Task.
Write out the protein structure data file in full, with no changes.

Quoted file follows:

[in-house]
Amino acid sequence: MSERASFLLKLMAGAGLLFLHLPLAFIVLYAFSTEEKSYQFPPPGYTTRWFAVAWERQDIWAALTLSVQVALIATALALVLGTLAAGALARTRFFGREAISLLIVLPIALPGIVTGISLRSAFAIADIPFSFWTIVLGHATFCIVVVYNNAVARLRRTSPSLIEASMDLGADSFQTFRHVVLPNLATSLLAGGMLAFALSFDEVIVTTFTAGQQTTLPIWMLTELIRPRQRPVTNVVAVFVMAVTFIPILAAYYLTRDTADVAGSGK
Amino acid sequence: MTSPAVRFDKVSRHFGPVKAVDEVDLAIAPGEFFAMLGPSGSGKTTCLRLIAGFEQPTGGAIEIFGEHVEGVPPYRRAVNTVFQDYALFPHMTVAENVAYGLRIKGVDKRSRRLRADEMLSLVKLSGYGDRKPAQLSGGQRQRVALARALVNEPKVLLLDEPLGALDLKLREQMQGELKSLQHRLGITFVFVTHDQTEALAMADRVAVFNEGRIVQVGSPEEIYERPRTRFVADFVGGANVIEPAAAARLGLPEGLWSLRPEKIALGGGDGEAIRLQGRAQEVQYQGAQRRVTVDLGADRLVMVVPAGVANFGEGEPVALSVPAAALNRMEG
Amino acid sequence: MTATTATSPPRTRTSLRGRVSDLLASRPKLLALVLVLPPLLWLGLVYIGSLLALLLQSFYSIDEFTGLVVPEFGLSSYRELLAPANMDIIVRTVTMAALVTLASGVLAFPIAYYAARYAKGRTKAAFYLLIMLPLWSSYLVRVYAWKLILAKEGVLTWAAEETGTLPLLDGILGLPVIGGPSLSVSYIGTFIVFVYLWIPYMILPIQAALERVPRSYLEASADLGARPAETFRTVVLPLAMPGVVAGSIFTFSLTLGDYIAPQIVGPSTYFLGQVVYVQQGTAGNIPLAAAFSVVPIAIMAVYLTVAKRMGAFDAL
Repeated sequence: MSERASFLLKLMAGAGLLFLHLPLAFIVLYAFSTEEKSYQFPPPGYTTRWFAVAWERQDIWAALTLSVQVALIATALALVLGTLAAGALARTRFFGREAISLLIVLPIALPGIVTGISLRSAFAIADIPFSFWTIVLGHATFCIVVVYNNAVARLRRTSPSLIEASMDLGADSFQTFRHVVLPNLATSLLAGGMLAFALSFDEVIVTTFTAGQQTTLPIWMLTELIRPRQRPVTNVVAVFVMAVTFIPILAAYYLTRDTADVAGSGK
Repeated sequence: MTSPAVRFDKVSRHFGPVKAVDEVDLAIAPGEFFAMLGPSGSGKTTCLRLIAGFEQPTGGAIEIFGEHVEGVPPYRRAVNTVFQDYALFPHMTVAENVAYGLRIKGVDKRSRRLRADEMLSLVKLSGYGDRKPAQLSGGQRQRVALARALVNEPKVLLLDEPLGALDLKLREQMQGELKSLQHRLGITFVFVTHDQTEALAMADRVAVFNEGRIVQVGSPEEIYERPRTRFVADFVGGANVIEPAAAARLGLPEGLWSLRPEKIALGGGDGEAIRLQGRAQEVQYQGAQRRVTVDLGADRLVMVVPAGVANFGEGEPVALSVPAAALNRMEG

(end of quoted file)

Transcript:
[in-house]
Amino acid sequence: MSERASFLLKLMAGAGLLFLHLPLAFIVLYAFSTEEKSYQFPPPGYTTRWFAVAWERQDIWAALTLSVQVALIATALALVLGTLAAGALARTRFFGREAISLLIVLPIALPGIVTGISLRSAFAIADIPFSFWTIVLGHATFCIVVVYNNAVARLRRTSPSLIEASMDLGADSFQTFRHVVLPNLATSLLAGGMLAFALSFDEVIVTTFTAGQQTTLPIWMLTELIRPRQRPVTNVVAVFVMAVTFIPILAAYYLTRDTADVAGSGK
Amino acid sequence: MTSPAVRFDKVSRHFGPVKAVDEVDLAIAPGEFFAMLGPSGSGKTTCLRLIAGFEQPTGGAIEIFGEHVEGVPPYRRAVNTVFQDYALFPHMTVAENVAYGLRIKGVDKRSRRLRADEMLSLVKLSGYGDRKPAQLSGGQRQRVALARALVNEPKVLLLDEPLGALDLKLREQMQGELKSLQHRLGITFVFVTHDQTEALAMADRVAVFNEGRIVQVGSPEEIYERPRTRFVADFVGGANVIEPAAAARLGLPEGLWSLRPEKIALGGGDGEAIRLQGRAQEVQYQGAQRRVTVDLGADRLVMVVPAGVANFGEGEPVALSVPAAALNRMEG
Amino acid sequence: MTATTATSPPRTRTSLRGRVSDLLASRPKLLALVLVLPPLLWLGLVYIGSLLALLLQSFYSIDEFTGLVVPEFGLSSYRELLAPANMDIIVRTVTMAALVTLASGVLAFPIAYYAARYAKGRTKAAFYLLIMLPLWSSYLVRVYAWKLILAKEGVLTWAAEETGTLPLLDGILGLPVIGGPSLSVSYIGTFIVFVYLWIPYMILPIQAALERVPRSYLEASADLGARPAETFRTVVLPLAMPGVVAGSIFTFSLTLGDYIAPQIVGPSTYFLGQVVYVQQGTAGNIPLAAAFSVVPIAIMAVYLTVAKRMGAFDAL
Repeated sequence: MSERASFLLKLMAGAGLLFLHLPLAFIVLYAFSTEEKSYQFPPPGYTTRWFAVAWERQDIWAALTLSVQVALIATALALVLGTLAAGALARTRFFGREAISLLIVLPIALPGIVTGISLRSAFAIADIPFSFWTIVLGHATFCIVVVYNNAVARLRRTSPSLIEASMDLGADSFQTFRHVVLPNLATSLLAGGMLAFALSFDEVIVTTFTAGQQTTLPIWMLTELIRPRQRPVTNVVAVFVMAVTFIPILAAYYLTRDTADVAGSGK
Repeated sequence: MTSPAVRFDKVSRHFGPVKAVDEVDLAIAPGEFFAMLGPSGSGKTTCLRLIAGFEQPTGGAIEIFGEHVEGVPPYRRAVNTVFQDYALFPHMTVAENVAYGLRIKGVDKRSRRLRADEMLSLVKLSGYGDRKPAQLSGGQRQRVALARALVNEPKVLLLDEPLGALDLKLREQMQGELKSLQHRLGITFVFVTHDQTEALAMADRVAVFNEGRIVQVGSPEEIYERPRTRFVADFVGGANVIEPAAAARLGLPEGLWSLRPEKIALGGGDGEAIRLQGRAQEVQYQGAQRRVTVDLGADRLVMVVPAGVANFGEGEPVALSVPAAALNRMEG